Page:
Despite my recent rant against the Grand Prix, I am as addicted to the convenience of the automobile as anyone else. I use our car for errands, occasional grocery shopping, carrying my bicycle to the starting point of group rides, and, (here comes the hard part) going for walks.

Two or three times a week my wife will hold out an imaginary leash and do her best Barbara Woodhouse imitation of “walkies.” For those of you too young to have seen Barbara on TV, suffice it to say that she was the Margaret Thatcher of dog training. Viewers sat up straighter when her show came on. Dog owners knew instinctively that they were the ones being trained; not the dogs. My wife doesn’t drive, so if she is to have her favorite walk, I’m part of the deal.

The walk she has in mind is a four-kilometer loop down along the banks of the Maribyrnong River. It is pretty, generally quiet and just enough of a walk to feel like a workout. The alluring part is along the river itself. I’m not sure why, but getting there by foot has always seemed out of the question, even though the river is only about three kilometers from our home.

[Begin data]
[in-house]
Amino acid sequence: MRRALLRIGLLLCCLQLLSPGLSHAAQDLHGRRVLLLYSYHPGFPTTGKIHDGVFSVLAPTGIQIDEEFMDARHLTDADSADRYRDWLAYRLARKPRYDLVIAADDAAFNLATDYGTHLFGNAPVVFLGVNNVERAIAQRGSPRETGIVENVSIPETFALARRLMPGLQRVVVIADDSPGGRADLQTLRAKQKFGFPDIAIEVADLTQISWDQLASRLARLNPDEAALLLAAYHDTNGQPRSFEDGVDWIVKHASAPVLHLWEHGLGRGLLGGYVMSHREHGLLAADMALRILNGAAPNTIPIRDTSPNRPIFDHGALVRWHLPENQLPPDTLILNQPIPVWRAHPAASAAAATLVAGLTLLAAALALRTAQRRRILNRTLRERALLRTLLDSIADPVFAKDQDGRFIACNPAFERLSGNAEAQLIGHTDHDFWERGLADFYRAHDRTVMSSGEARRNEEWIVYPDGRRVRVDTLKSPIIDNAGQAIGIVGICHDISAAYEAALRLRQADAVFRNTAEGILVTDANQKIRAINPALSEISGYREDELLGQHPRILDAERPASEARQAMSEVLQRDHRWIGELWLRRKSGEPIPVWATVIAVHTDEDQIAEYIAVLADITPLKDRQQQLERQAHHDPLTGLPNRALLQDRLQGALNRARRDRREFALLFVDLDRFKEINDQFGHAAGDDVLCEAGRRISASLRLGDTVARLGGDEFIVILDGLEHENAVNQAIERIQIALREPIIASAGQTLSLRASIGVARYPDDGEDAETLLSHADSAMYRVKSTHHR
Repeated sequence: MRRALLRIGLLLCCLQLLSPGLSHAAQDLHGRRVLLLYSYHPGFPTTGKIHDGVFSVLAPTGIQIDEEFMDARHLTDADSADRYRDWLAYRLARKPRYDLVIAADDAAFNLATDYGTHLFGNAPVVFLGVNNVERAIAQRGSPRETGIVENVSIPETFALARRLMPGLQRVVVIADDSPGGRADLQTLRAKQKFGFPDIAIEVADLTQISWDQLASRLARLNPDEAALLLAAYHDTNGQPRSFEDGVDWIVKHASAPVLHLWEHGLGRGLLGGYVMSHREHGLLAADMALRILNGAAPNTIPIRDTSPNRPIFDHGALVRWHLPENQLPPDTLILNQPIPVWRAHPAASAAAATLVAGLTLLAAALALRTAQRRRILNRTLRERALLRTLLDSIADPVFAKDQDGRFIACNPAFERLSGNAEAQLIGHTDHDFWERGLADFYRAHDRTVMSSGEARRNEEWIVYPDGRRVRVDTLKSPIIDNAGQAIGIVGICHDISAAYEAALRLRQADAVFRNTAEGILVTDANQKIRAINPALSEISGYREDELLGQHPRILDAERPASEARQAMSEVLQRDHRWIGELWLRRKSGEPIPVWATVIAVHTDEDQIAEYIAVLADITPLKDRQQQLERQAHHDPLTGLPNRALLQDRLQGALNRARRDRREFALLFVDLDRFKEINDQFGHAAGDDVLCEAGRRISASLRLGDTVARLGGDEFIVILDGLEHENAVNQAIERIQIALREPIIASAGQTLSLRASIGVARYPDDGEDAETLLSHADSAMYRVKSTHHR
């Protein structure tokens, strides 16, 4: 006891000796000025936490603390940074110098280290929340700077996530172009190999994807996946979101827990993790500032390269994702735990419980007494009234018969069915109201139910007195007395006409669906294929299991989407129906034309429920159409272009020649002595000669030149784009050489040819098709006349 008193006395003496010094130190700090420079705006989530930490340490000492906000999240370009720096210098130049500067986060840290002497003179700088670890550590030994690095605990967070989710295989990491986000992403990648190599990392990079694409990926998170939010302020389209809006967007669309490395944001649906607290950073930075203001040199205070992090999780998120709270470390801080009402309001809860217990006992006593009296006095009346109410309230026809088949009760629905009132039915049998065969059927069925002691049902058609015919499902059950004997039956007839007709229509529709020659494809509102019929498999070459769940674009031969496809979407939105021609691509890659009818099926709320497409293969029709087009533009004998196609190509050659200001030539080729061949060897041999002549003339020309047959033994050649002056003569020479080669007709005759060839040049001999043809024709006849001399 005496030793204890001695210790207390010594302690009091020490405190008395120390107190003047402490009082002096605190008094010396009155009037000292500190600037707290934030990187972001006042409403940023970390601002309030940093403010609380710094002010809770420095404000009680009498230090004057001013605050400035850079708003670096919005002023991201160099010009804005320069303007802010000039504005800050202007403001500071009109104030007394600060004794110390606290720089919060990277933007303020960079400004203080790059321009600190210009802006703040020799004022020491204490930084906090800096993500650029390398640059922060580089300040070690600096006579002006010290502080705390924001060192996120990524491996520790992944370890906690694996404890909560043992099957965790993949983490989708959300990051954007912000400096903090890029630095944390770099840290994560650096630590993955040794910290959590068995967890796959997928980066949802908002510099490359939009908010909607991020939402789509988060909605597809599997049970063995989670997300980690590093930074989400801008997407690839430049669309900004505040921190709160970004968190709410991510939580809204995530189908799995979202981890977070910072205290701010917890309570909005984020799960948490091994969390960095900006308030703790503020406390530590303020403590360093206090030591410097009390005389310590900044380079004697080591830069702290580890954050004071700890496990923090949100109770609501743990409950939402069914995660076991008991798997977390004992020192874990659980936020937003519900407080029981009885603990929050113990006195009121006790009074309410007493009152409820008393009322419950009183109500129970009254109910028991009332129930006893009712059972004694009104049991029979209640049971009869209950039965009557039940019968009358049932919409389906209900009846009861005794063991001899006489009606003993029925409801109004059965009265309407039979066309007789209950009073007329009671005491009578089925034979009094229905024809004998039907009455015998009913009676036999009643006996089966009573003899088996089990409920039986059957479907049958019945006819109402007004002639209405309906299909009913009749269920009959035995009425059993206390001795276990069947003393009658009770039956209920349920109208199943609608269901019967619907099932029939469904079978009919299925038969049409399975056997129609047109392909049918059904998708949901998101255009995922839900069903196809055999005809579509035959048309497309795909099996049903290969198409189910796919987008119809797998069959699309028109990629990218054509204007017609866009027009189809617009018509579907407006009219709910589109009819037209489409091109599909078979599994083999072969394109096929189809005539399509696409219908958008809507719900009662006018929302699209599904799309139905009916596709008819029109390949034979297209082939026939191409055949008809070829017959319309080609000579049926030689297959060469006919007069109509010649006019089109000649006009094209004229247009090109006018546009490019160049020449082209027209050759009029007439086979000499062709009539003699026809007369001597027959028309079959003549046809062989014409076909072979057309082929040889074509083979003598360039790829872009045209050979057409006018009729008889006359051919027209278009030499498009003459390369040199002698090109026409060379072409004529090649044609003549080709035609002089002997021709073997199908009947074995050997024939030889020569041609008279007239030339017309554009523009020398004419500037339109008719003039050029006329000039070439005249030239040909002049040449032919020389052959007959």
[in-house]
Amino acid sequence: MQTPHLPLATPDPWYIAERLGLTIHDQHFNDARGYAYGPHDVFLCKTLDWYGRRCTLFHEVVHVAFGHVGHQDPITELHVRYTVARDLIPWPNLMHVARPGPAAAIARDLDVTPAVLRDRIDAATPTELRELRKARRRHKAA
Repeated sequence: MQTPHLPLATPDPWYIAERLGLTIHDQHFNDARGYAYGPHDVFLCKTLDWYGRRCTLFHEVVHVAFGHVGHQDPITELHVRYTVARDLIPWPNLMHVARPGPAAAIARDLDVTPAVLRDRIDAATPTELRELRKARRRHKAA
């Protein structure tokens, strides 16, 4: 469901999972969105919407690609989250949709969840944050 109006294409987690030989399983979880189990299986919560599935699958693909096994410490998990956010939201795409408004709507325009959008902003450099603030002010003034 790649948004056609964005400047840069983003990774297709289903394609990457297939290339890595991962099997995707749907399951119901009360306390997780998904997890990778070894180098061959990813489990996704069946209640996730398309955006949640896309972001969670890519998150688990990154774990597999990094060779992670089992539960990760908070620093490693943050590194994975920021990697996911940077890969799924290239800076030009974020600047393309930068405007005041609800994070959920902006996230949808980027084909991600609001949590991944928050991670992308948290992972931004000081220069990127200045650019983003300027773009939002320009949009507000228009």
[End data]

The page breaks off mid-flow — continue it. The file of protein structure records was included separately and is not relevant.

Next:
It is the contemporary conundrum, of course. How does one justify driving a heavy piece of machinery to go for a walk? Or to an exercise class? Or a bike ride? As I suggested in my previous post, it may be time to rethink everything. The perils of global warming and major increases in the price of oil are going to require big shifts in our habits, sooner than we think.

The name Maribynong was probably derived from a native word meaning saltwater river. Although the river starts at Mount Macedon about 50 km north of Melbourne, it is tidal in its lower reaches. Although in the early days of settlement in Melbourne, it attracted polluting industries, it now supports many recreational activities, from biking to boating. It is particularly popular with dog walkers, which may be why my wife has associated it with Woodhouse.

On our last outing, we happened upon an annual regatta called Henley on the Maribyrnong, or Henley on the Mud. Not quite on a par with the glamorous Grand Prix, it is, nonetheless, a colorful event, complete with sleek boats and lycra clad paddlers. The race day commemorates the original Henley Royal Regatta dating back to 1829, a competition between the rowing teams of Oxford and Cambridge.

Summer is finally drawing to a close. Everyone is eager to take advantage of the last long days of sunshine. Even if they feel compelled to drive to the one place they most enjoy going for a walk.